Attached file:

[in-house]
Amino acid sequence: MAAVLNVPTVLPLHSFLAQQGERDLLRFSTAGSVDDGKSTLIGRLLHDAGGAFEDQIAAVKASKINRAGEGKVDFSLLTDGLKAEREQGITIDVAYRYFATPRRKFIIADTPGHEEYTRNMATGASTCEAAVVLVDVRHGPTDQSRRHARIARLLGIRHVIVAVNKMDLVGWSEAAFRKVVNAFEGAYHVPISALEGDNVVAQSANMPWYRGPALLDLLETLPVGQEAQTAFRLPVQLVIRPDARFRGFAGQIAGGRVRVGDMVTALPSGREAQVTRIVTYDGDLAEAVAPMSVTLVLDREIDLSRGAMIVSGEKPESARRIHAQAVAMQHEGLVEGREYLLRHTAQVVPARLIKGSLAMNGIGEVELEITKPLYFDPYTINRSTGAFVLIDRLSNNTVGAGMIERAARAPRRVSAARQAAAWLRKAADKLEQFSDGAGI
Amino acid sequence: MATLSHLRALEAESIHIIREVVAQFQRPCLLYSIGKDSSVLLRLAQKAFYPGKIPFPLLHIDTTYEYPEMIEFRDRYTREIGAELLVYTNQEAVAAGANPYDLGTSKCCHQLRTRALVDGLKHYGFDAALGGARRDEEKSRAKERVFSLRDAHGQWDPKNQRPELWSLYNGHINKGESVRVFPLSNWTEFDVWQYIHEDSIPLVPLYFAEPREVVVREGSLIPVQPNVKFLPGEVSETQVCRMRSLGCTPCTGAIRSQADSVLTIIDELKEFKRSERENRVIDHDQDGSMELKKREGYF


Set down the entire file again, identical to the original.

[in-house]
Amino acid sequence: MAAVLNVPTVLPLHSFLAQQGERDLLRFSTAGSVDDGKSTLIGRLLHDAGGAFEDQIAAVKASKINRAGEGKVDFSLLTDGLKAEREQGITIDVAYRYFATPRRKFIIADTPGHEEYTRNMATGASTCEAAVVLVDVRHGPTDQSRRHARIARLLGIRHVIVAVNKMDLVGWSEAAFRKVVNAFEGAYHVPISALEGDNVVAQSANMPWYRGPALLDLLETLPVGQEAQTAFRLPVQLVIRPDARFRGFAGQIAGGRVRVGDMVTALPSGREAQVTRIVTYDGDLAEAVAPMSVTLVLDREIDLSRGAMIVSGEKPESARRIHAQAVAMQHEGLVEGREYLLRHTAQVVPARLIKGSLAMNGIGEVELEITKPLYFDPYTINRSTGAFVLIDRLSNNTVGAGMIERAARAPRRVSAARQAAAWLRKAADKLEQFSDGAGI
Amino acid sequence: MATLSHLRALEAESIHIIREVVAQFQRPCLLYSIGKDSSVLLRLAQKAFYPGKIPFPLLHIDTTYEYPEMIEFRDRYTREIGAELLVYTNQEAVAAGANPYDLGTSKCCHQLRTRALVDGLKHYGFDAALGGARRDEEKSRAKERVFSLRDAHGQWDPKNQRPELWSLYNGHINKGESVRVFPLSNWTEFDVWQYIHEDSIPLVPLYFAEPREVVVREGSLIPVQPNVKFLPGEVSETQVCRMRSLGCTPCTGAIRSQADSVLTIIDELKEFKRSERENRVIDHDQDGSMELKKREGYF